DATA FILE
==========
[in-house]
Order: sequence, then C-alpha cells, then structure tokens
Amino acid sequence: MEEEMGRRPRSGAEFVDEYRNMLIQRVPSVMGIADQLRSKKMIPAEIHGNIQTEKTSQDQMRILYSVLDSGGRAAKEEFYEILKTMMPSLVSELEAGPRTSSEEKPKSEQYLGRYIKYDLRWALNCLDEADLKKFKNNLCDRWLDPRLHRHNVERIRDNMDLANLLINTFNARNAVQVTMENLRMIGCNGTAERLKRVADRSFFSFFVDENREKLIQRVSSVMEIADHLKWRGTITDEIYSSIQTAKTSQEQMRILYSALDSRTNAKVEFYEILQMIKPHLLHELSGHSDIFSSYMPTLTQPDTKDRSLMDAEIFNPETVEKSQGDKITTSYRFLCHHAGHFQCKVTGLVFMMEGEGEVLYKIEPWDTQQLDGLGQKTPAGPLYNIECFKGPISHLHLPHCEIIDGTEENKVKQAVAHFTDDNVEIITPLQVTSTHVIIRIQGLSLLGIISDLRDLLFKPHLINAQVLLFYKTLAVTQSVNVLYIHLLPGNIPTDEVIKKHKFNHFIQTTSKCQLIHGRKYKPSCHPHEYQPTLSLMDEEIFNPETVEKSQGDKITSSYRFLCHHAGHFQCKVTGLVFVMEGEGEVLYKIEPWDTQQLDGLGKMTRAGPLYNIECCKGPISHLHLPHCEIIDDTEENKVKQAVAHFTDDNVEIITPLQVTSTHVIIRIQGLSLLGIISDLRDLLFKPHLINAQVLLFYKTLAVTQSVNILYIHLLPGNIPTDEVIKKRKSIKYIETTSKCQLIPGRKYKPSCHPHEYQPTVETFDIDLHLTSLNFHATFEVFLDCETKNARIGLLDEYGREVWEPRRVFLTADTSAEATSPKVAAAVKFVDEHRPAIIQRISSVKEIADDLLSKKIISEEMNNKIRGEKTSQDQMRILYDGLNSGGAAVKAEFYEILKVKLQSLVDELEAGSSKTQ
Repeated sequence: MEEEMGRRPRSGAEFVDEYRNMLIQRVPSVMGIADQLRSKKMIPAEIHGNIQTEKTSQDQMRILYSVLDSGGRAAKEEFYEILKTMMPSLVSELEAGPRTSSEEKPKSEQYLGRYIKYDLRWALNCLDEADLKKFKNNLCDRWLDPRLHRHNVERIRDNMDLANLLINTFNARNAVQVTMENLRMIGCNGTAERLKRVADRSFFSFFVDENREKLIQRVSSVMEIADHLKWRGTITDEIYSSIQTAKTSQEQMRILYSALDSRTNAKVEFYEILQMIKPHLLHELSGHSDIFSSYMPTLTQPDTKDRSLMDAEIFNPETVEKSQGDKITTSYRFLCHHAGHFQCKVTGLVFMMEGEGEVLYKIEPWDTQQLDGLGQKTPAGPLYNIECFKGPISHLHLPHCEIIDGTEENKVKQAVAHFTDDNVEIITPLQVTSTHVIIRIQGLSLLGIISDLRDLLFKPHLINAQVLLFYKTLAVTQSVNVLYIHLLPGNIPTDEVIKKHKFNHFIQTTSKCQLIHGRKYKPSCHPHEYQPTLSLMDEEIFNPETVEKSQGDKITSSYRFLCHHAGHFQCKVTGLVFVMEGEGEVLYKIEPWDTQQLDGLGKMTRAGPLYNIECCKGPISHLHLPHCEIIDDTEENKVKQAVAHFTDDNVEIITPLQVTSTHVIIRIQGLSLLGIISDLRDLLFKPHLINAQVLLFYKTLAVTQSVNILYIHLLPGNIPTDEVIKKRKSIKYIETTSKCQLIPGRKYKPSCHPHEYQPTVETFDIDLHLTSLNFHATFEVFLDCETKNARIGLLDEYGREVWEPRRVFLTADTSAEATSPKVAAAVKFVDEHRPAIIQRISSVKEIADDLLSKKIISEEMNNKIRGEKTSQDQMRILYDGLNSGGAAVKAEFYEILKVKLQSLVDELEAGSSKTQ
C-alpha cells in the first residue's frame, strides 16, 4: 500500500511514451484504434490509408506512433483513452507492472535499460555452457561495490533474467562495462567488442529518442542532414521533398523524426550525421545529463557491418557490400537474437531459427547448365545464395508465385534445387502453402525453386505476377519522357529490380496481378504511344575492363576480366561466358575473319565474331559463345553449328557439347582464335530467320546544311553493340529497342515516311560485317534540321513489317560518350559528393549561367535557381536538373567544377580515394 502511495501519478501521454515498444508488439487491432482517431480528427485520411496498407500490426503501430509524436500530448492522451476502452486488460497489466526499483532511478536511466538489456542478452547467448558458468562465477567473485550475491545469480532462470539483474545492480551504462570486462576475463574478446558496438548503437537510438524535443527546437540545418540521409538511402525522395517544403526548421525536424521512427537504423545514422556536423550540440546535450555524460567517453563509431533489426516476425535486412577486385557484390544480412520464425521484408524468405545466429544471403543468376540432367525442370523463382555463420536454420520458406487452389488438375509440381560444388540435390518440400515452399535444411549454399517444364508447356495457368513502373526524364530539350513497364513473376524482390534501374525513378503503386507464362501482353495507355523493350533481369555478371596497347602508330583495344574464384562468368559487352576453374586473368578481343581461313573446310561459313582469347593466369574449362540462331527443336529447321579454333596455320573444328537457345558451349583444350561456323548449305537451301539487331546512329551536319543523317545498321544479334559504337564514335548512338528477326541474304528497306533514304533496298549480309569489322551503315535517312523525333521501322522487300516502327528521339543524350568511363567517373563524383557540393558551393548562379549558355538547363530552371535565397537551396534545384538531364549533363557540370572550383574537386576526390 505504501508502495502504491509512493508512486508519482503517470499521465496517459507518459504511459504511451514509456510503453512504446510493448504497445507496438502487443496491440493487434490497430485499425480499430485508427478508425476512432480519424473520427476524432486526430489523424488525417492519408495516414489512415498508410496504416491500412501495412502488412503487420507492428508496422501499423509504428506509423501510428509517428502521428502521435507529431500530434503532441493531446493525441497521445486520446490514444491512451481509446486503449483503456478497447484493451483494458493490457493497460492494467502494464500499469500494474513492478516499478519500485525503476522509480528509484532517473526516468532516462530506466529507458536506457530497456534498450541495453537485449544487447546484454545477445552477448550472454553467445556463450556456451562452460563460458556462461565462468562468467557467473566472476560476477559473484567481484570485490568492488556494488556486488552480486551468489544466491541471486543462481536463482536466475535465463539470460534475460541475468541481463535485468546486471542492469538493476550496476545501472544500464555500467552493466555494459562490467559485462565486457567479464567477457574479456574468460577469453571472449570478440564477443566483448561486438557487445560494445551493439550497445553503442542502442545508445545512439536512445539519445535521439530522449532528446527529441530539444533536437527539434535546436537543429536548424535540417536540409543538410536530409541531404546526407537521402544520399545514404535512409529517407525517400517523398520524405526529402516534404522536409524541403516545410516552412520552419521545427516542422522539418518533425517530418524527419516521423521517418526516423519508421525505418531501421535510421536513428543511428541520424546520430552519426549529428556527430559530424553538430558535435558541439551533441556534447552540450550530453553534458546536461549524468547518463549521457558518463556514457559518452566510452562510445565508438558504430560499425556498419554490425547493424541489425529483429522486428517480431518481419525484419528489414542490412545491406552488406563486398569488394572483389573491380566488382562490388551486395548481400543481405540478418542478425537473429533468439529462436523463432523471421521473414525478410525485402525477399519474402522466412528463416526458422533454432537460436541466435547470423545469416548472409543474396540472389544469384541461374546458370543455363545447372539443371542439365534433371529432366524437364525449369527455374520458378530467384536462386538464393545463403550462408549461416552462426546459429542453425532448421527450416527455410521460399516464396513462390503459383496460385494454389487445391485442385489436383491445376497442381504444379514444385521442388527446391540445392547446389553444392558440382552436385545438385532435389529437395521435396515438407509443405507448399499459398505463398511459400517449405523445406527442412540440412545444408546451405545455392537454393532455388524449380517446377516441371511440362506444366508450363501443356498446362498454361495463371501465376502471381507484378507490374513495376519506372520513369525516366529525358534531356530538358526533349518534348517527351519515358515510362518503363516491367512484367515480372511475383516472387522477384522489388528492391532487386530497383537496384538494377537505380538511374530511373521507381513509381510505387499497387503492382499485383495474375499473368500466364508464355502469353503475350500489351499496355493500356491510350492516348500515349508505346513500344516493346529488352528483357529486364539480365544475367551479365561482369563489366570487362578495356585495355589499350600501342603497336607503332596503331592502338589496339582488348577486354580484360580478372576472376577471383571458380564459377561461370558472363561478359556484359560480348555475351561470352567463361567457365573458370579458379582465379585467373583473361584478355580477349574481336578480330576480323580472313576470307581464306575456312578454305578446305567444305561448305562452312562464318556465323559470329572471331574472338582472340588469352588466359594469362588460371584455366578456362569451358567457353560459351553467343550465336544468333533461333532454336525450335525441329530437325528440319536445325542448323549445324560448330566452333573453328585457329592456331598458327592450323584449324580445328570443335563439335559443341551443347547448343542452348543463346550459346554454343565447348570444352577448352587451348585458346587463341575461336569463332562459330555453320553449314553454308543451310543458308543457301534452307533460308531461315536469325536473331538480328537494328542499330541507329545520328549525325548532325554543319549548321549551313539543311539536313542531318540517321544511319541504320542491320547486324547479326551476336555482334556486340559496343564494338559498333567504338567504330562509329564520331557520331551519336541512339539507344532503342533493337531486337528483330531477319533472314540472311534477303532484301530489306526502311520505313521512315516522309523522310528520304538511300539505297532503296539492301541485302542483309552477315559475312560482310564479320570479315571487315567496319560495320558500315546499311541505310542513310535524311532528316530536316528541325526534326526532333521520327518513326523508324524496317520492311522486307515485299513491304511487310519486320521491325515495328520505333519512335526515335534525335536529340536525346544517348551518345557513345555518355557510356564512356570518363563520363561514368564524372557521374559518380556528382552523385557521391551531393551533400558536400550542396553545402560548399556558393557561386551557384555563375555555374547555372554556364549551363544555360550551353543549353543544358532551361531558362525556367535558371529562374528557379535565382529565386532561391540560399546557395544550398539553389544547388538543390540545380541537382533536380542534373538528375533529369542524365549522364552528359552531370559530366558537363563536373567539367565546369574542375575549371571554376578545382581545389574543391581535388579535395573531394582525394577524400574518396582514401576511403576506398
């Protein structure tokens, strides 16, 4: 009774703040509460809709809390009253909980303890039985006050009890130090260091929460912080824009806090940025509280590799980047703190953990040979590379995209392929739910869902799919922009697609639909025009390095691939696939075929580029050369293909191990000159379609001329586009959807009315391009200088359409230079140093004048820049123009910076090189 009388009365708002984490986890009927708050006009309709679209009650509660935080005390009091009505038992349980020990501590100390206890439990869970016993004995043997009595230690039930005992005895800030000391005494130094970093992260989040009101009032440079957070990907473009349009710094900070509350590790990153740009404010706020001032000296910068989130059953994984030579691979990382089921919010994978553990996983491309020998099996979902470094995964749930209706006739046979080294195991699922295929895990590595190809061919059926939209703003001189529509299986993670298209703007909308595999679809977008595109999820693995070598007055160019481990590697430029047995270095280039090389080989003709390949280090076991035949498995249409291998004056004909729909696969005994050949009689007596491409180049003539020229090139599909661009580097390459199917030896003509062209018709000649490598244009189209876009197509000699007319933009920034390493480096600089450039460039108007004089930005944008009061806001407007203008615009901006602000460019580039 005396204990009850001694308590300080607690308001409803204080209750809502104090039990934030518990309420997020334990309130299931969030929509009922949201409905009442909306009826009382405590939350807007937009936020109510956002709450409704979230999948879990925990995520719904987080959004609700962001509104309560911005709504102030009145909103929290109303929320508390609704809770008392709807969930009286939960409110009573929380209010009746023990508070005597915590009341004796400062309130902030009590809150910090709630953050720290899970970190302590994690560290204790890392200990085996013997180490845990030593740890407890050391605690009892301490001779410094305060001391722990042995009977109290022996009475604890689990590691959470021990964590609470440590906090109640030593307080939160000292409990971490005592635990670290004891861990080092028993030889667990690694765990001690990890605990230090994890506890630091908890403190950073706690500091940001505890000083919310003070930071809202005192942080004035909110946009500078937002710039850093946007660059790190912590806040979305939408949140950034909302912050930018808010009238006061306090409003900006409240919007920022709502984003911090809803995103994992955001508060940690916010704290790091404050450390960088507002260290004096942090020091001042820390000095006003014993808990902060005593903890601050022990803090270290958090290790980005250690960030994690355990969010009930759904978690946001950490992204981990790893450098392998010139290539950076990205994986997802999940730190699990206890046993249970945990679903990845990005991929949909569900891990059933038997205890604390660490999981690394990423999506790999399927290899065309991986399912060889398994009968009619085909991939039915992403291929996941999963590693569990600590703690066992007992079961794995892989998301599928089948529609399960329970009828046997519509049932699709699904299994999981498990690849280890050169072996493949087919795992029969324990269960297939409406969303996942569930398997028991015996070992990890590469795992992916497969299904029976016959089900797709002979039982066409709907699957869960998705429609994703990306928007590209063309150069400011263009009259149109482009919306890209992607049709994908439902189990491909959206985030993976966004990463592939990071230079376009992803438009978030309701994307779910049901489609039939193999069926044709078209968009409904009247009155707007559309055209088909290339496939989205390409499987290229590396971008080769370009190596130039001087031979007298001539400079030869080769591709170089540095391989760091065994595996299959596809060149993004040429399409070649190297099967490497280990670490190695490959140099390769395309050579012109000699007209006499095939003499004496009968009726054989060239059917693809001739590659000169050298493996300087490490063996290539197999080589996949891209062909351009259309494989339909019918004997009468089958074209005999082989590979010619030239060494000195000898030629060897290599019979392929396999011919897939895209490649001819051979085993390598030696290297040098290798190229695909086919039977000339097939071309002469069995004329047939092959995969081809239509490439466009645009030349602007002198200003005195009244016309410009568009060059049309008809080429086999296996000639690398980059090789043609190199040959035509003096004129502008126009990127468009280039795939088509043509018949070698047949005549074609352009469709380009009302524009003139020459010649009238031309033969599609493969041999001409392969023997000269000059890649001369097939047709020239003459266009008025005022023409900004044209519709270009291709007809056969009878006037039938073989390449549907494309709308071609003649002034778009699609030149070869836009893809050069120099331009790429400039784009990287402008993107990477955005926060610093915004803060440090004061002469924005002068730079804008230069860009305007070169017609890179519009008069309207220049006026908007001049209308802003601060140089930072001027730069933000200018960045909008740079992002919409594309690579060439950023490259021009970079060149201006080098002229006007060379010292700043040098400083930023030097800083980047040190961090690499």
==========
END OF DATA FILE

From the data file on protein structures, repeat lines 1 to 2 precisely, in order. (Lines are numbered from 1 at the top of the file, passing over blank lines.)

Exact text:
[in-house]
Order: sequence, then C-alpha cells, then structure tokens